Northern n.s.w. has a drug problem
Over 20% if drug driving charges in NSW area laid against Northern NSW Drivers.
Data gained from the NSW Bureau of Crime Statistics and Research has revealed an alarming trend. The Northern NSW area consisting of the following council areas are among the worst offenders for Drug Driving in the state;
Richmond Valley (at least 1.131% of the population have been charged with drug driving)
Lismore (at least 2.702% of the population have been charged with drug driving)
Ballina (At least 0.411% of the population have been charged with drug driving)
Byron (At least 0.408% of the population have been charged with drug driving)
Tweed (At least 0.404% of the population have been charged with drug driving)
The population of these areas, at the time the data was gained, was 220,717. The total number of drug driving charges (where convictions were successful) was 1,695 giving the Northern NSW area an offender rate of around 0.768% (slightly less than 1 in every 100 people). If I sat down and crunched the numbers, it would be alarming how many drivers this meant were using drugs other than alcohol whilst operating a motor vehicle. Keep in mind, population statistics count everyone. From a baby to a 100 year old grandparent. Not just working age people.
In that year, NSW Police prosecuted 8,253 drug driving offences in NSW.
Drug Driving statistics are indicative of a pro-drug culture in Northern NSW. Sadly, this can carry over to workplaces and includes Transport, Manufacturing, Emergency Services, Trades and Construction.
Can I work if I have used drugs?
If you work in a sector with an oversight body (i.e. Security Guards have SLED, Health Workers have AHPRA, Police have LECC) then the answer is a definite no.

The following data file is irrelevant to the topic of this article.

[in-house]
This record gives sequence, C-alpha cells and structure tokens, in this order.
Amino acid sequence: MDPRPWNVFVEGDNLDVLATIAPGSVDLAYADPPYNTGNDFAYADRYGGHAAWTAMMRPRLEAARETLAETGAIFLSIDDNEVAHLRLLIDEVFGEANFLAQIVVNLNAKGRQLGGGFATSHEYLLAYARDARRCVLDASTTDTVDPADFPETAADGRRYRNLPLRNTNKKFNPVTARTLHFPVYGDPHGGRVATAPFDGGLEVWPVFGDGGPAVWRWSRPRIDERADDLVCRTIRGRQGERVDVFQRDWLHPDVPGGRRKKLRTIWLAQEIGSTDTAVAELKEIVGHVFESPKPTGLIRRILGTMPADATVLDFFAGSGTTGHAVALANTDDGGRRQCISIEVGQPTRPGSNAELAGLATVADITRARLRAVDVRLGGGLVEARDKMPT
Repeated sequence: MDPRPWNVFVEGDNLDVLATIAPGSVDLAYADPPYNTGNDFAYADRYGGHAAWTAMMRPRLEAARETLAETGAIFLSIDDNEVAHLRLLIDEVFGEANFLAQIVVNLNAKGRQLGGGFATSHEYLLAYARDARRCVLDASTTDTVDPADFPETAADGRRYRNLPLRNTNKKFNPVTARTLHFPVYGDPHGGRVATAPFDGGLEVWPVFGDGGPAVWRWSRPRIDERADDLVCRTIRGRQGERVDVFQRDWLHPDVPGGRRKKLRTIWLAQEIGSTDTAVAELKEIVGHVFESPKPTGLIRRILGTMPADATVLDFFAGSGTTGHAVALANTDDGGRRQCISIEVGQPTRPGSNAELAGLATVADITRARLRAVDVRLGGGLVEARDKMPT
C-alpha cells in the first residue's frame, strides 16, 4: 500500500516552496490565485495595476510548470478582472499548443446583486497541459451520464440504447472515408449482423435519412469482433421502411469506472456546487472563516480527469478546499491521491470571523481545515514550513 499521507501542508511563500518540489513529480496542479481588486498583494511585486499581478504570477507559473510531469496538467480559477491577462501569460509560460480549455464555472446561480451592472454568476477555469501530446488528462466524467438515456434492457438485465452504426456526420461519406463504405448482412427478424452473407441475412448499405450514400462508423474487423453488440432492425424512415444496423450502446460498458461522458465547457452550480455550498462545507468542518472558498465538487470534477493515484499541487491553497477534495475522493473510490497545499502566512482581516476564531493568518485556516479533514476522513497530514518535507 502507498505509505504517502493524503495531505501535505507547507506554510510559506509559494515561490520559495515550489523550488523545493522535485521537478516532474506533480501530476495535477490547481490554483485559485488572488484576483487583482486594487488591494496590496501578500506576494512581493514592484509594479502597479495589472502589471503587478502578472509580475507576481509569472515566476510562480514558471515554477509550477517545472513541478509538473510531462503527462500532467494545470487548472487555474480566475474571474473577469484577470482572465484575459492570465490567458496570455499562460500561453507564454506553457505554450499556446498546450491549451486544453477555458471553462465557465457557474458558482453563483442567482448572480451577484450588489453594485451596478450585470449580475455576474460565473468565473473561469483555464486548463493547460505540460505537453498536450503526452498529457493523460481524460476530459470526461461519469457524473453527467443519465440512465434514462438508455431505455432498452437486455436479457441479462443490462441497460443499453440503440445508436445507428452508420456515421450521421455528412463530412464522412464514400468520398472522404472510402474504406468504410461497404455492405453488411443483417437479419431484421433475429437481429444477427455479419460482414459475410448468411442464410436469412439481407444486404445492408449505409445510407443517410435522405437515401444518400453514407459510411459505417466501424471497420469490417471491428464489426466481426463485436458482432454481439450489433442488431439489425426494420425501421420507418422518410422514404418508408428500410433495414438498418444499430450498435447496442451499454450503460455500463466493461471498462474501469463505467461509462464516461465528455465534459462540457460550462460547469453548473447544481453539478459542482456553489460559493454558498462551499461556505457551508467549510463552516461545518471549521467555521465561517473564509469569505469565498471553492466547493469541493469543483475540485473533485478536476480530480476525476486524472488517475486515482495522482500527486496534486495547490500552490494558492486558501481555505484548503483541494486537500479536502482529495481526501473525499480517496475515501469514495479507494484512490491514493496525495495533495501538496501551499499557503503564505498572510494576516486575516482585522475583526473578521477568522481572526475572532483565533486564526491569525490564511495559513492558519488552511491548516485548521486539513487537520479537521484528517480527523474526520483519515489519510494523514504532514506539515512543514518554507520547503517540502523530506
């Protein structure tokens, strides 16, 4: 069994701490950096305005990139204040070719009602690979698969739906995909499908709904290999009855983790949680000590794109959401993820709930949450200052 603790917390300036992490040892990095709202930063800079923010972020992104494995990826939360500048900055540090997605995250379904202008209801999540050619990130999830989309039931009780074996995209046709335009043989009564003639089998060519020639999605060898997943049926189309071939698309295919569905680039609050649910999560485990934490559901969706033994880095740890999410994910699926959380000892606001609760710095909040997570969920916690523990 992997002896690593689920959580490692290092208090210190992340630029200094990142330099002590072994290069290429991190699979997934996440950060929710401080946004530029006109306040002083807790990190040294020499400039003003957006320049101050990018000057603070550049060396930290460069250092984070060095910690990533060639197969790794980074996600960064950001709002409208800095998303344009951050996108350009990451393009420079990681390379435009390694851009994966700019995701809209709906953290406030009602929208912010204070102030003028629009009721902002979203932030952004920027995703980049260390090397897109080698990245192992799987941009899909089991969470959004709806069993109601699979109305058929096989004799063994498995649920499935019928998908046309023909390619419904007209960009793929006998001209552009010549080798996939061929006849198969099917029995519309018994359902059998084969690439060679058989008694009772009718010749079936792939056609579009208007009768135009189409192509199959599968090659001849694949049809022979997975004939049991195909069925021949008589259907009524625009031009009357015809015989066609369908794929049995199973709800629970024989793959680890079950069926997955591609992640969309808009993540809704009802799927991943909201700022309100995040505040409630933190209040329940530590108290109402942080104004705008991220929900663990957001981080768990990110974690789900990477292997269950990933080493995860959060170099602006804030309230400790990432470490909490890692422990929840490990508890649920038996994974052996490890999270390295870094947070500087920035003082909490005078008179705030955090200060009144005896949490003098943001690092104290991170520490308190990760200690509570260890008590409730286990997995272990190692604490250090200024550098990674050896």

If your work requires a licence, which requires fitness of mind and body (i.e. plant licence issued by SafeWork, Truck Licence Issued by TMR, Trade licence issued by Fair Trading) than the answer is also going to be no.
However, there are grey areas. It is not specifically illegal, for the most part, to be 'under the influence of a drug at work'. For instance an administration worker would not likely be breaking any law coming to work under the influence of drugs, they may however be violating a company/organisational policy and can be punished under that policy. You can generally only be tested at work by your employer or an agent acting on their behalf (someone like me) if they have a drug and alcohol policy you have read and accepted. There will be exceptions to this rule but generally it is the best way to look at it.
Who can administer a drug test?
Anyone can, however if the test is subject to a professional review (i.e. professional standards investigation or court proceedings) it will more than likely be concluded the test was faulted unless three criteria were met;
The testing officer was appropriately trained and experienced.
The testing officer met the definition of a 'collector' under Australian Standards.
The test was conducted in accordance with Australian Standards and Chain of Custody was maintained.